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I Filled Up on X's
Xtra Big Bargains.
Our store.is filled from counter to ceiling with
goods that are quoted by o.hers at a higher price.
Every article in our store was purchased direct
from ianufacturers by us for this season's busi
ness and are therefore all good, clean, fresh, de
sirable goods, bought for you at a fraction of cost
k- Some consist of Samples sent us by jobbers, at
from 30 to 50c on the dollar to you.
These goods appeal to the thousands of our cus
tomers because they are at a
than our neighbors, and if you have never bought
of us before do so now. The result will certainly
please you and surprise you.
Yours for business,
S. SI TILL & CO
k OUR MILLINERY is the talk of the town be
cause we sell stylish goods at a CUT
After the Special Bargain Sale we have left over many things
in broken lots that we want to close out and we offer them at still
more. reduced prices to clear the stock of odds and ends--they
must be sold.
The biggest bargains we have to offer is in the
We have put on the bargain tables 50 heavy All-Wool Men's
and Boys' Suits, ranging from $8 to $12 Suits at the sacrifice price
Fifty-five Men's and Boys' Suits in Blue and Black, All-Wool
Serge and Clay Worsted of the best custom make. In this lot
there is not one suit worth less than $9. We will close these out
at the low figure of $7.25 per Suit.
Children's Knee Suits, over 200 in the lot, all heavy All Wool
School Suits, nicely made up, ranging in price not less than $1 .30.
We offer the entire lot to choose from at the small figure of 95c
per Suit. You will find .in this special lot suits worth as high as
We have selected a separate table of mixed Pants, Men's,
Boys' and Youths, over 150 pair. You can pick up any pair~ at
random and get a bargain at $1.75, but we will run those at the
small figure of 90c.
Twenty-five dozen Knee Pants, the cheapest worth 50c, and as
high as $1 value. These will go at 35c. This will be the biggest
opportunity and best bargains ever offered. You must not miss
Two bales yard-wide Sea Island Homespun; value 6t-c, we of
fer at Sc per yard.
Two cases Flannelettes and Outings that cannot be bought f or
less than 8c, we sell at Sc.
T wo thousand yards 6c value Calicoes, all fast color Prints, at
Five hundred yards Brocaded Worsteds, 30 mnches wide, beau
tifuil patterns, at 8c per yard. You cannot buy these goods for
less than 15e elsewhere.
We have such good values that you must see them to appre
ciae them. Let us fit you up and if it don't prove what we rec
ommend nioney is refunded.
In other lines it's too much to enumerate. Come in, se' and
price our goods and you are sure to buy.
lYE M. KRARNOFF.
Fresh testimiony in great quantity is
constantly coming in. declaring Dr.
Kink's New Discovery for Consumption
Coughs and Colds to be unequaled. A
recent, expression from T. J.McFarland
Bentorville. Va.. serves as example.
He writes: 'I had bronchitis for three
vears and doctored all the time without
being benetited. Theu I began takings
Dr. King's New Discovery. and a few
bottles wholly cured me." Equally ef
fective in curing all lung anti throat
troubles, consumption, pneumonia and
Grip. Guaranteed by The R1. B.Loryea
Drug Store. Trial bottles free, regular
sizes 50c and $100.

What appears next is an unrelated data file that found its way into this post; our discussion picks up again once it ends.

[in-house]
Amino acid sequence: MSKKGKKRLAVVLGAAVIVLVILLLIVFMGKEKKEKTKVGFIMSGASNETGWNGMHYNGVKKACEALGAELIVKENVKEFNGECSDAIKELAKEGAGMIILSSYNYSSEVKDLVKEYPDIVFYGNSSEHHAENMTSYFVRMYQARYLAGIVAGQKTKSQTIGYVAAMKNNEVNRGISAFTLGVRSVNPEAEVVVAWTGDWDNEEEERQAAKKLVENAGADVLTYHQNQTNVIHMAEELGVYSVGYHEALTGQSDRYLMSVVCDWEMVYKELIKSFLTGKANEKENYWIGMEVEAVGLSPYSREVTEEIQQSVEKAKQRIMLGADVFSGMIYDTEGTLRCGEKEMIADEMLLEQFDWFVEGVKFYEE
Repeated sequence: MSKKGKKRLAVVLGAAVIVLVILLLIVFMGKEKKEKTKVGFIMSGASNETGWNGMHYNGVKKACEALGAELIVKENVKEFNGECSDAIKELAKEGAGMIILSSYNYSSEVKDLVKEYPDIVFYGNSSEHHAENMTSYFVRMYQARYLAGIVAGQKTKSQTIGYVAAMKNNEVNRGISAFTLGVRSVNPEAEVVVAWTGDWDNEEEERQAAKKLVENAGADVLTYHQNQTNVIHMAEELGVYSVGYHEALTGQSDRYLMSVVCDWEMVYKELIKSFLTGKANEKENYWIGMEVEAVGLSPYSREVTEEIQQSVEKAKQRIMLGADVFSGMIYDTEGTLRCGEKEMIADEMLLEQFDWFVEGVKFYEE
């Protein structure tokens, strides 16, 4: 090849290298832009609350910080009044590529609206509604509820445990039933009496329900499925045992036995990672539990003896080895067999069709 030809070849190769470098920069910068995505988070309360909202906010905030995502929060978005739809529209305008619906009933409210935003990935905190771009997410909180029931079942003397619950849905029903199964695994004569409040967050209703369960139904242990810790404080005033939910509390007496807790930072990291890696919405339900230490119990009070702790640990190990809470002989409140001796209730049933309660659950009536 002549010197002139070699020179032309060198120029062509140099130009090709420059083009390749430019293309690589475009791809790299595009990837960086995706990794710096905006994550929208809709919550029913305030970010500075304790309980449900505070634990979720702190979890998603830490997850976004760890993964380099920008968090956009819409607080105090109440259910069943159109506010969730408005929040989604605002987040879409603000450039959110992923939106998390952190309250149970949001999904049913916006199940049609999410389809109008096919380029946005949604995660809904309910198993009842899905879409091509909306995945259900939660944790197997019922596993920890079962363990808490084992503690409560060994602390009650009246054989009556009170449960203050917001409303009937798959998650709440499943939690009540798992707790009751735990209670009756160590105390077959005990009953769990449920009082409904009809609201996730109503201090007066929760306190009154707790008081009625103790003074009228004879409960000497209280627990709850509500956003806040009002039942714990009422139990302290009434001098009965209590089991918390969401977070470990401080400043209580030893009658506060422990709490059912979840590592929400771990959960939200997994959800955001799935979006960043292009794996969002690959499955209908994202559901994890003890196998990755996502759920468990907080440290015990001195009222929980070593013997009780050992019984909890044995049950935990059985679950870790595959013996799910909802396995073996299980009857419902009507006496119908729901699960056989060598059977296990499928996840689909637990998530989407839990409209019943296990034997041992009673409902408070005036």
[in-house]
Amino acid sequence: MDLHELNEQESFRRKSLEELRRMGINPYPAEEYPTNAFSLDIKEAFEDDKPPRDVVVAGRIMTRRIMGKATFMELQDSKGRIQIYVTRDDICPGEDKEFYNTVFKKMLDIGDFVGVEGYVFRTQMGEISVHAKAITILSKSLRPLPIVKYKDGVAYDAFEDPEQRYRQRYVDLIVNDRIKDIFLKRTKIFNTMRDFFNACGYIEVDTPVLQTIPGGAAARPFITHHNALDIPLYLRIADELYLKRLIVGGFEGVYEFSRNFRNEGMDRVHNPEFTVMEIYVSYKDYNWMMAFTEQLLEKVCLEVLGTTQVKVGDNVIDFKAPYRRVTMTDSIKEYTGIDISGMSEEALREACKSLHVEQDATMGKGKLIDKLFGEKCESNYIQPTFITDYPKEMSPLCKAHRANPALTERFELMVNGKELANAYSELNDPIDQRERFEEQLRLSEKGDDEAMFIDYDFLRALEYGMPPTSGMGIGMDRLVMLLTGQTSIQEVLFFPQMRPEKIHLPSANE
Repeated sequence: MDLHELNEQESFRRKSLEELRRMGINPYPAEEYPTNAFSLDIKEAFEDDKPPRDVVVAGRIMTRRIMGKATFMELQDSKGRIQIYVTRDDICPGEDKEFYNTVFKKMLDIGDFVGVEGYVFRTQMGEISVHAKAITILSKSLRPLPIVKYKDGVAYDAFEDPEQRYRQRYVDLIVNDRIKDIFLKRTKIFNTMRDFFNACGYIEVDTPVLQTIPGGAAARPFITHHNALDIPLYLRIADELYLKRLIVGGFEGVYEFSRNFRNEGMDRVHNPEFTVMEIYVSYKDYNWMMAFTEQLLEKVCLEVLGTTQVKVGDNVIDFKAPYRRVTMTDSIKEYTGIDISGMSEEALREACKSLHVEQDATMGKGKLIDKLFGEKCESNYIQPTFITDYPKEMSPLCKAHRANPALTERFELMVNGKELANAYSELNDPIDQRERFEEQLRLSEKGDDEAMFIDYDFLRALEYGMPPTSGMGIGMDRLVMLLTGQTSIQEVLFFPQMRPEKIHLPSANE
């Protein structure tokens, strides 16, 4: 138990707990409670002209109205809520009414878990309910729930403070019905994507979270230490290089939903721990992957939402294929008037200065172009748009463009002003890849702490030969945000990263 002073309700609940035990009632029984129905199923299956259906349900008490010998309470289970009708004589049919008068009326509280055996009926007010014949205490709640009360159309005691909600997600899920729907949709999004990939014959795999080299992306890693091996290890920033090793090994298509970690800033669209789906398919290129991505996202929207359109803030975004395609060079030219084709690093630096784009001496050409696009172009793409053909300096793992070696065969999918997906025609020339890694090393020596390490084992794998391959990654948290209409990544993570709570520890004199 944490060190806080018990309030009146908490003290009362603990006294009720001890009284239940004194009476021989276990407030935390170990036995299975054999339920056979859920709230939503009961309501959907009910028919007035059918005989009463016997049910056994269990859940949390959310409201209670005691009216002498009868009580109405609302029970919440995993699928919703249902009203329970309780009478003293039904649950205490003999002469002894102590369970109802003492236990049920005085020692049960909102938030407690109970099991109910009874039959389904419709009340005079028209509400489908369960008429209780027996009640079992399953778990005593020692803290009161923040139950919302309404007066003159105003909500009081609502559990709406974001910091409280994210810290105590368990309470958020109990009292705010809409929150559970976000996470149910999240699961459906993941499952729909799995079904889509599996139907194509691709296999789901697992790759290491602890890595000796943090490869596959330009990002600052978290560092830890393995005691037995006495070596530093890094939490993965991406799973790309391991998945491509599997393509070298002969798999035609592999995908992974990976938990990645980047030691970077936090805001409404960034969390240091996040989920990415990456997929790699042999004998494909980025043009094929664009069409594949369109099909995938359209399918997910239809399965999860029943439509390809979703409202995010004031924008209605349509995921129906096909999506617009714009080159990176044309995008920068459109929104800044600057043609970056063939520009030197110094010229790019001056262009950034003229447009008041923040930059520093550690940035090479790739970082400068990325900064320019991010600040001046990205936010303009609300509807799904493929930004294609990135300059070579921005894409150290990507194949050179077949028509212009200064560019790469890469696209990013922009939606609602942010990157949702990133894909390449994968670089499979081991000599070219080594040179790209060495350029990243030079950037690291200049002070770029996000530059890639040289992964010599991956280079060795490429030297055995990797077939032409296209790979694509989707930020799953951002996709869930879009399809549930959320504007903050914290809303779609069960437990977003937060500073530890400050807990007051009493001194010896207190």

OLD TIME SURGEONS.
They Had to Work Rapidly Before
Ancestheltics Were Used.
Before anosthetics were known the
surgeon's orly expedient was to abridge
his patient's sufferings by working
rapidly. In this the old time surgeons
did wonders. They had a control and a
surety in their hands that are now sel
dom found. One day the celebrated
surgeon Maisonneure had to amputate
the leg of a poor devil who began to
howl in advance. "'ll give you my
watch," said the surgeon, "if the oper
ation lasts more than a minute." The
man accepted the offer, but was obliged
to forego the handsome watch, as the
operation took less time than it re
quires to describe.
To amputate an arm at the shoulder
Is a most dieflult operation. Dr. Lan
genbeck of Germany did It in two min
utes. A young physician who came to
see him perform the operation adjusted
his spectacles to his nose so as not to
kse a single movement, but when the
spectacles were in place the operation
was over, and the severed arm lay on
Times have changed much since thea.
It suffices to put a bit of chloroform or
ether on a compress and let the patient
breathe through it for a few minutes
to put him into a slumber so deep that
he remains inert while the surgeon
makes his incision, cuts, files the bone
and sews up the flesh. On awaking the
operation is over, and the patient
knows nothing of it. Thanks to chloro
form, surgeons can practice operations
today which arouse our admiration.
What They Eat.
Nearly every nation has its own par
ticular form of food, and things which
some races would not, as the expres
sion goes, "touch with the tongs" are
considered by others as the greatest
For Instance, while the Arab eats his
lotus bread and dhourra with the relish
of fresh dates, the Greenlander gorges
himself on animal fat and whale oil as
the necessary means of keeping
warmth in his body. Hlndoos will not
touch any form of flesh, but live happi
ly on rice and rancid butter. An Eng
lishman is supposed to value beef and
bacon' above all other articles of food,
while the dwellers In the Apennines
live on chestnuts. In ancient days the
Roman emperors were accustomed to'
have a peacock served at all great
feasts as one of the principal dainties,
while in these days birds' nests and
rats form choice dishes In a Chinese
Some people say that snail soup is
delicious, while the French assure you